Massachusetts Protects Transgender Residents
Massachusetts Governor Deval Patrick has signed into law a Transgender Equal Rights Bill. The new law bans discrimination in employment, housing, education and credit based on gender identity or expression. The bill also expands the state’s hate crimes protections to include transgender people.
The bill addresses problems shown by a February 2011 study by the National Gay & Lesbian Task Force. It found that 76 percent of the estimated 33,000 transgender people in Massachusetts have been harassed on the job because of their gender identity, 20 percent have lost a job because of their gender identity and 17 percent have been denied a promotion because they are transgender.
17 percent of transgender residents have been denied housing because of their gender identity, and 10 percent of transgender residents have been made homeless because they could not find work.
Massachusetts spends at least $3 million annually on public benefits for transgender residents who are eligible to work but can’t find a job because of the discrimination they face.
Gavi Wolfe, legislative counsel for the ACLU of Massachusetts, said:
This bill gives transgender people an equal shot at obtaining everyday basics we all need – a job, a place to live, an education. It’s a major step forward for fairness, but we won’t stop working until transgender people are fully protected under the Commonwealth’s civil rights laws, including in public accommodations.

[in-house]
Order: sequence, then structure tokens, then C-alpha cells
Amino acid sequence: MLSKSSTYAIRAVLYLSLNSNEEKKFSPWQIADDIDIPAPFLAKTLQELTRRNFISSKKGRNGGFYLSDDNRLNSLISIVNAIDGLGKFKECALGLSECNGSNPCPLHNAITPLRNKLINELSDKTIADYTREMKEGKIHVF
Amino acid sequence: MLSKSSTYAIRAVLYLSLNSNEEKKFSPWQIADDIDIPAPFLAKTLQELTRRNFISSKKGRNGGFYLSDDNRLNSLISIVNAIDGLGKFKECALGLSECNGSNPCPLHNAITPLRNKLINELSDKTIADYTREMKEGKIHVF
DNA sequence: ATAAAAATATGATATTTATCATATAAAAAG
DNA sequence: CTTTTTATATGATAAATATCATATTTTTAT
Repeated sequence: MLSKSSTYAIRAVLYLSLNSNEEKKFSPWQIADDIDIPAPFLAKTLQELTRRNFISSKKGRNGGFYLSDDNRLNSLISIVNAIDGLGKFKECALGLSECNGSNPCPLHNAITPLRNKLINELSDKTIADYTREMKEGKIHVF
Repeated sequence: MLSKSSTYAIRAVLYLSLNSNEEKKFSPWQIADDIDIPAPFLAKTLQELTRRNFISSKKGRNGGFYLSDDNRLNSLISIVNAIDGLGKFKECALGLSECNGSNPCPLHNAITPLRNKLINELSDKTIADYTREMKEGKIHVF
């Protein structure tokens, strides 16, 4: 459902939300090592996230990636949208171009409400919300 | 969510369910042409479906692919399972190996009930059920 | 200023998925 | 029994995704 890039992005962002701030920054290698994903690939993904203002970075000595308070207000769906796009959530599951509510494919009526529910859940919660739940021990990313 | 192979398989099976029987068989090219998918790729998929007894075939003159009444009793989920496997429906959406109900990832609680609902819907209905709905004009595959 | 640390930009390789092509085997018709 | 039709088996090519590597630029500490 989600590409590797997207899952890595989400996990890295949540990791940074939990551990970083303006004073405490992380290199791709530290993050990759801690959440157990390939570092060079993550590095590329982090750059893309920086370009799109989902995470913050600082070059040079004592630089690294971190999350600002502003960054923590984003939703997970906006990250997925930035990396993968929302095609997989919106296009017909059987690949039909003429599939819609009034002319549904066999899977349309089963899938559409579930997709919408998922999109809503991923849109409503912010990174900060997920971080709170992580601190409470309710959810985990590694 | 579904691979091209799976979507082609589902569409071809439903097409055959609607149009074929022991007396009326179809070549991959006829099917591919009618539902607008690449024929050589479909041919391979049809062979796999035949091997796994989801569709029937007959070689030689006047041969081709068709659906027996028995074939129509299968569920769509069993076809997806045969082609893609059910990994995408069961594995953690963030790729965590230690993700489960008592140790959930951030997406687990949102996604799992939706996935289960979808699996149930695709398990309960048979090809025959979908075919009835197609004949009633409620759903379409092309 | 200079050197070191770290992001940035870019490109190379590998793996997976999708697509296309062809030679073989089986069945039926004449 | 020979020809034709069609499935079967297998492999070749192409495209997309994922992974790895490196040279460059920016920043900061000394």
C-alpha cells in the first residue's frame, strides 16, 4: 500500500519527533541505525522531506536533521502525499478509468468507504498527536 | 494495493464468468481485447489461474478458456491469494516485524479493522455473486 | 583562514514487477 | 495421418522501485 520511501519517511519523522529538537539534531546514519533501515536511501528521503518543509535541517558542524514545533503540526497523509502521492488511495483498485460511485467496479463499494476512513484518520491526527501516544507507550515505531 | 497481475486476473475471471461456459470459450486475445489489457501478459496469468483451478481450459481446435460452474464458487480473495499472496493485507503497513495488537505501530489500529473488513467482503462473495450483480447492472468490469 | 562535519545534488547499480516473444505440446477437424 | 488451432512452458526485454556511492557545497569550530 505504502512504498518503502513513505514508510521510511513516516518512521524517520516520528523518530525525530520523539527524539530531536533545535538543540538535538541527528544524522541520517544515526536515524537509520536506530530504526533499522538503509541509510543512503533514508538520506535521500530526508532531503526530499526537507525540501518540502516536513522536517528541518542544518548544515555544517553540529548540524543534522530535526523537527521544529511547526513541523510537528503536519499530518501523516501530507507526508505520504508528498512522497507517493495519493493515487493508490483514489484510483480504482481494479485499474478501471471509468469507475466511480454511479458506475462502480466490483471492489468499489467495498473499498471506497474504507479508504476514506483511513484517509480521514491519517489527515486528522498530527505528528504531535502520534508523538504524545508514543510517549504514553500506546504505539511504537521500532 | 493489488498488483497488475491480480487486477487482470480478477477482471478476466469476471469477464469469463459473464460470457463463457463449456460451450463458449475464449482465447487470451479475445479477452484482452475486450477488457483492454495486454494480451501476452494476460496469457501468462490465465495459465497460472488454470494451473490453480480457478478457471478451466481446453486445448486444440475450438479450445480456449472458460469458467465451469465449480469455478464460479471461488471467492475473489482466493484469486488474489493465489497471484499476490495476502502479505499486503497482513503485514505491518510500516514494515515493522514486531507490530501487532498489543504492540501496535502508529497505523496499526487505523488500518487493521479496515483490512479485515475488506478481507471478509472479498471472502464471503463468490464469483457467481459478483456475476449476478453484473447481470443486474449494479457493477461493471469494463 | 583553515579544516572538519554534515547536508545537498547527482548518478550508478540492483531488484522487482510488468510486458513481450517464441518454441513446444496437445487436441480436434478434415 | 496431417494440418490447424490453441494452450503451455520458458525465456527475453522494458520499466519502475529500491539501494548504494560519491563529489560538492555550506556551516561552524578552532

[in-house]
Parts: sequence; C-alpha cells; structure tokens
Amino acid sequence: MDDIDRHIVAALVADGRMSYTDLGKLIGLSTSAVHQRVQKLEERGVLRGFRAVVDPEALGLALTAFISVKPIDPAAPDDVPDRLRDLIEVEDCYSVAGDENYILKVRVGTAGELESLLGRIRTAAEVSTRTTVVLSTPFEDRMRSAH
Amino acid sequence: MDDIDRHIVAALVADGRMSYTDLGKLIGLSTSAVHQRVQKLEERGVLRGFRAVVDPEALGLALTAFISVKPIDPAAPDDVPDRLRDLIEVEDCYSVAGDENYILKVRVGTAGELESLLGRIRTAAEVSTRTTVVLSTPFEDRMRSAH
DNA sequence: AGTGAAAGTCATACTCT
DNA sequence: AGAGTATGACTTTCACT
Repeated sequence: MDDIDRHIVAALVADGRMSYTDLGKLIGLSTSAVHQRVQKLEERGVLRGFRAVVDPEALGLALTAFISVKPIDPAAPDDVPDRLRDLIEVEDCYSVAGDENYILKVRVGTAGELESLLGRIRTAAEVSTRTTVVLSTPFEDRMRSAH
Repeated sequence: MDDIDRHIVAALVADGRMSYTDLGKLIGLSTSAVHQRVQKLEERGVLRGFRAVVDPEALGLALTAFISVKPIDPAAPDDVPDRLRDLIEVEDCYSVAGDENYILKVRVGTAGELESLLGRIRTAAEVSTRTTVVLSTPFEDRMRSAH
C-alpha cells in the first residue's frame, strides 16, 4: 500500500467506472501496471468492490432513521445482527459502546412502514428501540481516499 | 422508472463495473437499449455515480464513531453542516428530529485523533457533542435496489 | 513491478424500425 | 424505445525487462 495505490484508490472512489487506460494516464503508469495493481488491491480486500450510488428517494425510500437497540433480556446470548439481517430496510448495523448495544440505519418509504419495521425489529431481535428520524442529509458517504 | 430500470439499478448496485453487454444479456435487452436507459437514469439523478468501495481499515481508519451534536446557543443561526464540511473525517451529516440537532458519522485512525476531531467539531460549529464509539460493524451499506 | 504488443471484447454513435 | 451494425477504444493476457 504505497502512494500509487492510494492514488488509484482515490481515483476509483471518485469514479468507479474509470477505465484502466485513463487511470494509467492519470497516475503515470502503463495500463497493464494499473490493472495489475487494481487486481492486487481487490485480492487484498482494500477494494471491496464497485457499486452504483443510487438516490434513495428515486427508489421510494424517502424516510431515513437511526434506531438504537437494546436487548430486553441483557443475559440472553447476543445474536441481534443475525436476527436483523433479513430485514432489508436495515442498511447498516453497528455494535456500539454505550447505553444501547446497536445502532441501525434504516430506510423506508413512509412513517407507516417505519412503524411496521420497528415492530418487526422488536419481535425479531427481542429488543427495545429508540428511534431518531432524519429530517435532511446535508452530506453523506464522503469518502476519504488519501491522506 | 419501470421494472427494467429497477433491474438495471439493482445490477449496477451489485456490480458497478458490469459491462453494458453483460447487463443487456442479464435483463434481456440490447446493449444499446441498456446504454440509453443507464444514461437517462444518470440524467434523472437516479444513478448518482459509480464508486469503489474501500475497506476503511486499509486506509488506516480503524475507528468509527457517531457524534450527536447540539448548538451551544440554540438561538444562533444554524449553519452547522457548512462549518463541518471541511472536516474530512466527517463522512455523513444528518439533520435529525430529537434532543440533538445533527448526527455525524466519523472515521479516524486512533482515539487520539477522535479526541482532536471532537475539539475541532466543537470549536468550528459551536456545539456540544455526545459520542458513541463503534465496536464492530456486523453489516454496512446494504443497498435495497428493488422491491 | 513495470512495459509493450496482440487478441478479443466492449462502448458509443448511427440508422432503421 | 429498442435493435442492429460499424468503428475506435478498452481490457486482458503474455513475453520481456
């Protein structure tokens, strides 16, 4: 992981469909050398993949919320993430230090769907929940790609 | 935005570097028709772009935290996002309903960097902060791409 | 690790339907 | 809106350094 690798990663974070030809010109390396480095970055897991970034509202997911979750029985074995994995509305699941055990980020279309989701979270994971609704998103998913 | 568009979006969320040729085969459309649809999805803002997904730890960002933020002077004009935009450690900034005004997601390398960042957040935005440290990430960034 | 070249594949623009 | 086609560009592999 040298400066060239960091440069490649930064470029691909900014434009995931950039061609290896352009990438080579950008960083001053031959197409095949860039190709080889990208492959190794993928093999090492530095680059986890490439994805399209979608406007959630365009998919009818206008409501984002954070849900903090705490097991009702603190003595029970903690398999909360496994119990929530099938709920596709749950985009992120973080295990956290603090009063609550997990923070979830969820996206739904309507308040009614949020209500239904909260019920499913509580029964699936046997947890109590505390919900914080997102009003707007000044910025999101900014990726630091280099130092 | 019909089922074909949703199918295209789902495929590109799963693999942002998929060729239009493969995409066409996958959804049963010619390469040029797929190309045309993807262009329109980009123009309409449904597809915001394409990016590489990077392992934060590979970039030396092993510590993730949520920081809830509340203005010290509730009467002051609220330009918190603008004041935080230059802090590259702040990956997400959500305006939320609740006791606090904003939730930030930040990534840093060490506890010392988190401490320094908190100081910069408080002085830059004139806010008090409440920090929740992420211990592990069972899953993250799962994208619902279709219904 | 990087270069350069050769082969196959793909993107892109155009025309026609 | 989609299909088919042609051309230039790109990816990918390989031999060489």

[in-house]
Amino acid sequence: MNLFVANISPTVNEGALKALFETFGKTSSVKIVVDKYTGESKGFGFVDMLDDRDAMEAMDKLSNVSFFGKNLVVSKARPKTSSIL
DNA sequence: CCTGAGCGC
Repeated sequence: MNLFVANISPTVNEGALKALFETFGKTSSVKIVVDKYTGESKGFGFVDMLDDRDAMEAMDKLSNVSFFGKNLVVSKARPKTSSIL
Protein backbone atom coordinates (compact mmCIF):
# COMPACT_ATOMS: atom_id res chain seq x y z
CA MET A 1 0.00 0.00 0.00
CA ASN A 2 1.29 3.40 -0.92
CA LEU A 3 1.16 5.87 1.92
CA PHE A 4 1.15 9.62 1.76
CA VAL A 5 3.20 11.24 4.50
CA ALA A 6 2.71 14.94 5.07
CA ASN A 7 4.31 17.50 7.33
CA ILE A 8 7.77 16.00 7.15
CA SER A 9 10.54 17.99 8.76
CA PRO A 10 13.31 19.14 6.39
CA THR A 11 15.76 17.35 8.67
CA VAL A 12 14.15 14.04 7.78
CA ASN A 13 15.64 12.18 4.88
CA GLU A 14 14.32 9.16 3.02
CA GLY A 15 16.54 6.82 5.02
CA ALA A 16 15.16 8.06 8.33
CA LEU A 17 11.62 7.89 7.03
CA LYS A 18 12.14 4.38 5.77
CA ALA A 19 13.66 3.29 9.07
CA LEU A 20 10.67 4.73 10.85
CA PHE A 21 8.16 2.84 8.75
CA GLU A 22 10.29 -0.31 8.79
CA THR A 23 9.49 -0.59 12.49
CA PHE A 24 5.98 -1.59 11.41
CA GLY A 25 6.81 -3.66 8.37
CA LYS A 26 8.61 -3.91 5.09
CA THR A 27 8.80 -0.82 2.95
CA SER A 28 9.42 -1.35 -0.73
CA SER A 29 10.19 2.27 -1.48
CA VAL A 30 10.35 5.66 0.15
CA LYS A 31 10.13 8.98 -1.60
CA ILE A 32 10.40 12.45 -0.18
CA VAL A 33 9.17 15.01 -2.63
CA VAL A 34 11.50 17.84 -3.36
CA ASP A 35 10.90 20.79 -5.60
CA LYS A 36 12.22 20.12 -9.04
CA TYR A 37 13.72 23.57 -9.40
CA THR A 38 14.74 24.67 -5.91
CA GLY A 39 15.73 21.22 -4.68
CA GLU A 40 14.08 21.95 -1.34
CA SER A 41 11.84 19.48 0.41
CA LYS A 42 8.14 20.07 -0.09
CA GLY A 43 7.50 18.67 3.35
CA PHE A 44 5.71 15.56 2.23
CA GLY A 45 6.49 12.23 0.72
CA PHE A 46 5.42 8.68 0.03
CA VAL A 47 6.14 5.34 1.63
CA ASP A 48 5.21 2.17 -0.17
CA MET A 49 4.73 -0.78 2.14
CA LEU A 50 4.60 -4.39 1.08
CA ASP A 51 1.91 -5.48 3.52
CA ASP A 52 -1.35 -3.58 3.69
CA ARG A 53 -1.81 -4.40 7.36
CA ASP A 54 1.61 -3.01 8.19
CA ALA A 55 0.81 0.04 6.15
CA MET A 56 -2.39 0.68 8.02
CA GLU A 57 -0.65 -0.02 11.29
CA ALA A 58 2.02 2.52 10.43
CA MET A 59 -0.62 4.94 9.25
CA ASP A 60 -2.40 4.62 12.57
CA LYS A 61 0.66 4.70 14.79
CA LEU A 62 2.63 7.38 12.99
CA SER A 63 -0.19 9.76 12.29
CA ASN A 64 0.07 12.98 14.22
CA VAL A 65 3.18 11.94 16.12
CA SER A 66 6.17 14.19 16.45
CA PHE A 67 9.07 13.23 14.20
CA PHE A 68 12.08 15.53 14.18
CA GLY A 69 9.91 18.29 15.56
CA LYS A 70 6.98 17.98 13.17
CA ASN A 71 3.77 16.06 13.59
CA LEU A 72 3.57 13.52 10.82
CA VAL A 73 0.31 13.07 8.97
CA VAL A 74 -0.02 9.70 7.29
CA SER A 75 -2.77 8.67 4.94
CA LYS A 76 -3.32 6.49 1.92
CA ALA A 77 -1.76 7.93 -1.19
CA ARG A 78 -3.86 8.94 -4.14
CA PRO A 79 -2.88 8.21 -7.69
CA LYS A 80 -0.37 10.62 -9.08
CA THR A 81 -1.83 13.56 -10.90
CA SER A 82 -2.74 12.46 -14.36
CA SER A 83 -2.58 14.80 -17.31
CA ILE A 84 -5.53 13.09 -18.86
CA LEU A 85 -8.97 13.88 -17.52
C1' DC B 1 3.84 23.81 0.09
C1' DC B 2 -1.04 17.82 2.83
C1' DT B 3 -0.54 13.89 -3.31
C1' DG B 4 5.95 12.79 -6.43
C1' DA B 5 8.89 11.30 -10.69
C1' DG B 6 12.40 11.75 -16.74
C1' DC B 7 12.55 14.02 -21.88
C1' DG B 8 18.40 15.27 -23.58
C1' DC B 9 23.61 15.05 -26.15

In February, Gov. Patrick issued an executive order prohibiting discrimination against transgender state employees.
Massachusetts now joins 15 other states, the District of Columbia, and 136 cities and towns around the country that have passed laws and ordinances protecting transgender people from discrimination.
The Massachusetts Transgender Political Coalition (MTPC) said that the bill does not include protections within public accommodations.
“MTPC and our coalition partners fought hard to try to get public accommodations restored in the Senate version of the bill, and were unsuccessful in doing so. Although this bill does not include public accommodations, this is a historic and important victory in the fight for achieving transgender equality in Massachusetts.”
“It is because of the courage of our community members to come forward and tell their personal stories about themselves, their family members, and their friends that we have accomplished this milestone,” said Nancy Nangeroni, Steering Committee Chair of MTPC.
A survey released in early November found that Americans overwhelmingly supported equal rights for transgender people. Three out of four Americans said Congress should pass employment nondiscrimination laws that protect transgender people, and support for the legislation cut across party and religious lines.
Picture by Sonia Kiss